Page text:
Needy Kids 1, Anti-Catholic Bigots 0 Blaming the victim is a poor method of constitutional interpretation, particularly when it comes to discriminatory laws.
Ryan Colby 202-349-7219 firstname.lastname@example.org
By Diana Verm, Legal Counsel
As of last Thursday, low-income schoolchildren won’t have the specter of religious discrimination hanging over their chances for a scholarship in Colorado, at least for the time being. In a major victory for religious freedom, the Colorado Court of Appeals yesterday upheld a Choice Scholarship Program that allows students to apply for partial scholarships to attend a private school of their choice, including some religious schools.
The Program had been challenged by the ACLU and Americans United for Separation of Church and State for supposedly violating Colorado’s “Blaine Amendment,” a state constitutional provision that forbids state aid to “sectarian” institutions. Similar to racist Jim Crow laws enacted during the same time period, Blaine Amendments are the hallmark of a nineteenth century movement of anti-Catholic hostility that attempted to purge “sectarian,” or Catholic, influence from the public square, especially public schools. The movement was led by Senator James G. Blaine, who pushed an amendment to the U.S. Constitution that would have mandated discrimination against religious groups; it failed nationally but was inserted into many state constitutions.
The Becket Fund filed an amicus brief at the Court of Appeals highlighting the anti-Catholic sentiments behind the Blaine Amendment and the constitutional implications of discriminating against religion through legislation. In a thorough and well-reasoned opinion, the Court of Appeals did not address that question, holding that the scholarships didn’t violate the Blaine amendment at all: scholarships for the purpose of supporting students and parents do not necessarily constitute aid to religious schools. This is wise judging, because relying on the Blaine Amendment would have given renewed power to the anti-Catholic bigotry that motivated Colorado’s Blaine Amendment. What’s worse is that would have harmed Colorado kids today.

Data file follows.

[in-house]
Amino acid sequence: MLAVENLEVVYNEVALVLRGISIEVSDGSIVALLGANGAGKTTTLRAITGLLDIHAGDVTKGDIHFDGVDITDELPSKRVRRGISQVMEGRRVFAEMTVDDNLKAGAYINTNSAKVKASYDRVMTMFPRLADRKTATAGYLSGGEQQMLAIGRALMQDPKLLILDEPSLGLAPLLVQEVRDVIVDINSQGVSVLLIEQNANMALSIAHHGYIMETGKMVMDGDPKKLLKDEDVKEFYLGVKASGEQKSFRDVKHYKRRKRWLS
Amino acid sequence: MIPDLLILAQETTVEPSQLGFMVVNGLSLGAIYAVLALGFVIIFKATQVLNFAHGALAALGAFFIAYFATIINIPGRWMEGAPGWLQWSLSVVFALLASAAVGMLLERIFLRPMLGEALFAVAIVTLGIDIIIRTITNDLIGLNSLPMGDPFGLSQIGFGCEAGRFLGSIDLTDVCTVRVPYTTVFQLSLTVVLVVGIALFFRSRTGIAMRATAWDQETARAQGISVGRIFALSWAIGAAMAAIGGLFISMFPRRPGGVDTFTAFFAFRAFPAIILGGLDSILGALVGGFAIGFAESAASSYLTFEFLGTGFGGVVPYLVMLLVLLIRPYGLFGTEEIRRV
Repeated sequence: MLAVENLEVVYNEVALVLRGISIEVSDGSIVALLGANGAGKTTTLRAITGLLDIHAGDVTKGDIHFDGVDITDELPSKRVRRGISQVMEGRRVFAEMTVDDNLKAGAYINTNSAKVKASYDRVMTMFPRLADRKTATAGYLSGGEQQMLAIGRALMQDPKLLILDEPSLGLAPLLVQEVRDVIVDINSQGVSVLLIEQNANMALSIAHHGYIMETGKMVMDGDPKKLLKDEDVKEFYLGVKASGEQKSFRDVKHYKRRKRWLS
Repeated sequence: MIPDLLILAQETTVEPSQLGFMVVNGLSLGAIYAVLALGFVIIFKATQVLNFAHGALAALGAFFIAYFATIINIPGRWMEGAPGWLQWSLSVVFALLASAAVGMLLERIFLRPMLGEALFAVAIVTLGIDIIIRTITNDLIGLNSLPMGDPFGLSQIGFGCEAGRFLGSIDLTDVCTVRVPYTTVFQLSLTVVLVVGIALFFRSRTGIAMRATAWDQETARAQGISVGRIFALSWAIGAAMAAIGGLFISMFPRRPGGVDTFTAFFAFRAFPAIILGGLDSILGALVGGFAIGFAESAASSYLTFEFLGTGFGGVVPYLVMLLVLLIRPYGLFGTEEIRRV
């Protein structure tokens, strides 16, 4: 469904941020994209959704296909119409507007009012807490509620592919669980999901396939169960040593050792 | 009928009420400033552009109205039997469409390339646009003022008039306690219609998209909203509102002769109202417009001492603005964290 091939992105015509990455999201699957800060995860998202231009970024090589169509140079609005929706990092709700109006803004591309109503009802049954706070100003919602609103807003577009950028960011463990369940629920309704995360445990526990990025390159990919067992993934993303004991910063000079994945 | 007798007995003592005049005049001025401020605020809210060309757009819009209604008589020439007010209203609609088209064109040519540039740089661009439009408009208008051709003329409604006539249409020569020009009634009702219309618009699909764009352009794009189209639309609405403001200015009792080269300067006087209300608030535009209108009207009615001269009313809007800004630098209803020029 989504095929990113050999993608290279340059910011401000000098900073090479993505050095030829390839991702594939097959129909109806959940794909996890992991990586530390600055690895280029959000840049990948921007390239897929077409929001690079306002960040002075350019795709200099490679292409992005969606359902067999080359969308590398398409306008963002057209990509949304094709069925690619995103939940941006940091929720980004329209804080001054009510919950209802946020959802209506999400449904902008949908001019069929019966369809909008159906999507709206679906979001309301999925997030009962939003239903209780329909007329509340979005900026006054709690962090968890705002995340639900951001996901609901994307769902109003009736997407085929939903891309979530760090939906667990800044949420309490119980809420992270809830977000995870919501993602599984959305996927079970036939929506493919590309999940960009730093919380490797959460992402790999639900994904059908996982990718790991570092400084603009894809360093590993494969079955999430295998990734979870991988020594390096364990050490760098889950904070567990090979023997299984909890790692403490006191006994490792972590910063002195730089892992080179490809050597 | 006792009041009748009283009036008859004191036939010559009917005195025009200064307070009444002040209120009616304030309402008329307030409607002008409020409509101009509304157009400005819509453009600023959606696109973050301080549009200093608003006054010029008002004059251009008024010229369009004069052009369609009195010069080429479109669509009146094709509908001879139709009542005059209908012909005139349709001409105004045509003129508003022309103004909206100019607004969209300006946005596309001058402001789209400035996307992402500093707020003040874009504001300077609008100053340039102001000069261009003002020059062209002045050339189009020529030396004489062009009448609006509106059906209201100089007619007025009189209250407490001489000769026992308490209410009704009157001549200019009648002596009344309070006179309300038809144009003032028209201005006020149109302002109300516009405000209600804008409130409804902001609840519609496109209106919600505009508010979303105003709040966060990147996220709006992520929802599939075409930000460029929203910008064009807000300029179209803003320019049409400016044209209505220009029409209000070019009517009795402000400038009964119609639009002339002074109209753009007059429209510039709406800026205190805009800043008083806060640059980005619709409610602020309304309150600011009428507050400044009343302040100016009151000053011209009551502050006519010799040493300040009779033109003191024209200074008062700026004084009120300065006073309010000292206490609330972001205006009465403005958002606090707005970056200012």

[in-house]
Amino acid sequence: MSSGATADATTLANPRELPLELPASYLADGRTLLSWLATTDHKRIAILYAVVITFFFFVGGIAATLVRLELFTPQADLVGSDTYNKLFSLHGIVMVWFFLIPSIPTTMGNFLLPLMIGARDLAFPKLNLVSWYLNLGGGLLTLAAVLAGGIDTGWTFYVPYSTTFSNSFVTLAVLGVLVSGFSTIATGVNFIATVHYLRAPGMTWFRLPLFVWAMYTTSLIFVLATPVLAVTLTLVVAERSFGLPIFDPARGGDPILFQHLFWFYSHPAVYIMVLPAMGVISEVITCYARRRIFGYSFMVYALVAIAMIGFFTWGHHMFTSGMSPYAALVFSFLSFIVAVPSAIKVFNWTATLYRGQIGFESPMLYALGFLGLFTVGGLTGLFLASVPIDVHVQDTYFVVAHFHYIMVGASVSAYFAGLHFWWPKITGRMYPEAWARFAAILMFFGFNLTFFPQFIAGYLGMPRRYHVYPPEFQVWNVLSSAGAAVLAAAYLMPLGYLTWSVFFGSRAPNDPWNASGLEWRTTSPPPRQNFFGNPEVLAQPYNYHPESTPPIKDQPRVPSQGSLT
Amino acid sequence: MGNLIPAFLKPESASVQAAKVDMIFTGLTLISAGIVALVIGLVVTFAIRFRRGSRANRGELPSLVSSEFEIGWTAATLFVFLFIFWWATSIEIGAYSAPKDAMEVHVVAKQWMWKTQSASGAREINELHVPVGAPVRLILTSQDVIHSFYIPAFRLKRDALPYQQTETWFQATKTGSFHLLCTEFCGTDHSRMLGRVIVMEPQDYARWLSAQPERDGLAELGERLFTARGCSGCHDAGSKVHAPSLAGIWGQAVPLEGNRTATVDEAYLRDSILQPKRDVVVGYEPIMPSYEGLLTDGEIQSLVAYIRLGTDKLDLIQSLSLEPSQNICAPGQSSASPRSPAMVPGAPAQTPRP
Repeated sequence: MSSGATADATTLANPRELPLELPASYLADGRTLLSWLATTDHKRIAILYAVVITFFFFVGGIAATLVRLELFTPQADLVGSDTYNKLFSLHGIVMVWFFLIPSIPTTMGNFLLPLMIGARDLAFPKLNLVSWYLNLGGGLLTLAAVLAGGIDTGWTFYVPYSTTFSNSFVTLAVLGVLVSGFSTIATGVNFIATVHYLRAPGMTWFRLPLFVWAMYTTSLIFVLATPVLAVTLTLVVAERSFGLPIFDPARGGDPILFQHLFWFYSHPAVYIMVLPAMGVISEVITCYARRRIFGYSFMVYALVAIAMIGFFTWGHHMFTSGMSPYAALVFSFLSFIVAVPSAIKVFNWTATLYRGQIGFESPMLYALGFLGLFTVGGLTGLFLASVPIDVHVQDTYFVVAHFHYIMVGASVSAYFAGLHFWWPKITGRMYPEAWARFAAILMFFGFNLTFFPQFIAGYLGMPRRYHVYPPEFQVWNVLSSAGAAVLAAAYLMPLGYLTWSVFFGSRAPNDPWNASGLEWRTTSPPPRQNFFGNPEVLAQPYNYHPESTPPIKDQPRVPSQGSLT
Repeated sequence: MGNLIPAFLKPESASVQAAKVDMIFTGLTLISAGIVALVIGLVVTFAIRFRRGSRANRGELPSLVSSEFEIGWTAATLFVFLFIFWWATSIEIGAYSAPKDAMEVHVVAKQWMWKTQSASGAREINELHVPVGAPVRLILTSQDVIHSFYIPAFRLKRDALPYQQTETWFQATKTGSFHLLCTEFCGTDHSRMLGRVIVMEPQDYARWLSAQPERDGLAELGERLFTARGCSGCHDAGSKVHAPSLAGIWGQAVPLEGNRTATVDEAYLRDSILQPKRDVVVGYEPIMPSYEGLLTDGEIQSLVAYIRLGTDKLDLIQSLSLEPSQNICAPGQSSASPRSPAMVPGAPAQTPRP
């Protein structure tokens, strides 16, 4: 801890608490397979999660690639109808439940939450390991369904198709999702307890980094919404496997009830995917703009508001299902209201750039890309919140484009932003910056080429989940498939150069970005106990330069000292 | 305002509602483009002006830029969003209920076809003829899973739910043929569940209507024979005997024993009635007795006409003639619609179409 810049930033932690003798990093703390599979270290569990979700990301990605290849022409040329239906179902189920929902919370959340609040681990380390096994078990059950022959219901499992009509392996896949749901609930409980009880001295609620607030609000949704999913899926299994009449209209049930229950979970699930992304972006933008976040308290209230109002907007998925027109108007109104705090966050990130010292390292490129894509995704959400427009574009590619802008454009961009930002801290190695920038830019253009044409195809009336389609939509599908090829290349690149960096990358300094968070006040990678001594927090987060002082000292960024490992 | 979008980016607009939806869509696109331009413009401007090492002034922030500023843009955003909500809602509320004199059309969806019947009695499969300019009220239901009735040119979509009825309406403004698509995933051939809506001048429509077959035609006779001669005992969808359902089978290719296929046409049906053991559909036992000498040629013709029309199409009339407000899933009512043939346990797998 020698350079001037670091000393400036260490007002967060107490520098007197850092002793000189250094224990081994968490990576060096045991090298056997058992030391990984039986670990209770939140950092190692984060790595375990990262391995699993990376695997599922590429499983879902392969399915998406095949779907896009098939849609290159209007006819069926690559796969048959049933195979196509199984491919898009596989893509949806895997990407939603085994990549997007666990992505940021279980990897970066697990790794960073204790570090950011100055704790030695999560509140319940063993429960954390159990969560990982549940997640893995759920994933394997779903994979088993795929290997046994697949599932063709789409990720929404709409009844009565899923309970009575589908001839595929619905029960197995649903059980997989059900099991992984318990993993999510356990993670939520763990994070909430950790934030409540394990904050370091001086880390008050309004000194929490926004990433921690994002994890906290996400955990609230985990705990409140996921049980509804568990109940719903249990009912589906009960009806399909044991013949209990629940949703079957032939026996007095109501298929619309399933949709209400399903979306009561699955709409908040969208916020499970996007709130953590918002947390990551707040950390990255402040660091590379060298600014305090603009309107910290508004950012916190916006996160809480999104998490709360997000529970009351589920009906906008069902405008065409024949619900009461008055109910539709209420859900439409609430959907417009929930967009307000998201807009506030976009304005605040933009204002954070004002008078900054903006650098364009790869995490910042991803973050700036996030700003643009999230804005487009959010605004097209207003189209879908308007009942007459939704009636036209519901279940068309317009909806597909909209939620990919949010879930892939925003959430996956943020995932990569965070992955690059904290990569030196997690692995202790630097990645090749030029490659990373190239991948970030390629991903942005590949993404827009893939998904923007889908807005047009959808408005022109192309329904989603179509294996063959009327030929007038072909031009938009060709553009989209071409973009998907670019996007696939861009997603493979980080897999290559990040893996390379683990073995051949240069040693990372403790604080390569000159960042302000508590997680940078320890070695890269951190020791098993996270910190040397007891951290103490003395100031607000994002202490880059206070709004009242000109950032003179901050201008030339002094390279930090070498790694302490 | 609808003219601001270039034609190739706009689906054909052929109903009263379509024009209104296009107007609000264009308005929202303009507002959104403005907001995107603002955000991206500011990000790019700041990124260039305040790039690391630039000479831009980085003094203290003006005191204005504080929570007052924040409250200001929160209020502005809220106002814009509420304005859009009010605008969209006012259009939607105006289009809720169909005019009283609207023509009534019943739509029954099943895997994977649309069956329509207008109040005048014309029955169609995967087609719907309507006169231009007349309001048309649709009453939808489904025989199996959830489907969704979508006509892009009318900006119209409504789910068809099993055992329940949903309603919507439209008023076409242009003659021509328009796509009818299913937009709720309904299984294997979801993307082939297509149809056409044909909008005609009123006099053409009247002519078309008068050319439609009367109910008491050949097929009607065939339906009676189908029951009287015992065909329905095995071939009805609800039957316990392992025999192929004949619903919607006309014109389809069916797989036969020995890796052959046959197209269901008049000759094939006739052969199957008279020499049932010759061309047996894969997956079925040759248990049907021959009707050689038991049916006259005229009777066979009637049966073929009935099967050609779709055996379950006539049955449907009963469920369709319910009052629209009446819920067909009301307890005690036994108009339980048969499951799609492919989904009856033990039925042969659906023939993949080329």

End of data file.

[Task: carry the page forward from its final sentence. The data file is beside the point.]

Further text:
The dissenting judge, however, addressed the Becket Fund’s arguments head on. He admitted that there was obvious Catholic hostility behind the adoption of the Colorado Blaine provision. But he said that this hostility was the fault of the Catholics themselves because they asked for a equal seat at the table in state funding formulas. Blaming the victim is a poor method of constitutional interpretation, particularly when it comes to discriminatory laws. Could Jim Crow laws have been justified because African-Americans were publicly asking for the right to vote? Should needy schoolchildren today suffer because Catholics were too uppity in the 1870s? That kind of rule makes no sense, and the majority rightly rejected it.
It is likely that this case will be appealed to the Colorado Supreme Court. Let us hope that the Supreme Court will follow the Court of Appeals in upholding education equality in Colorado.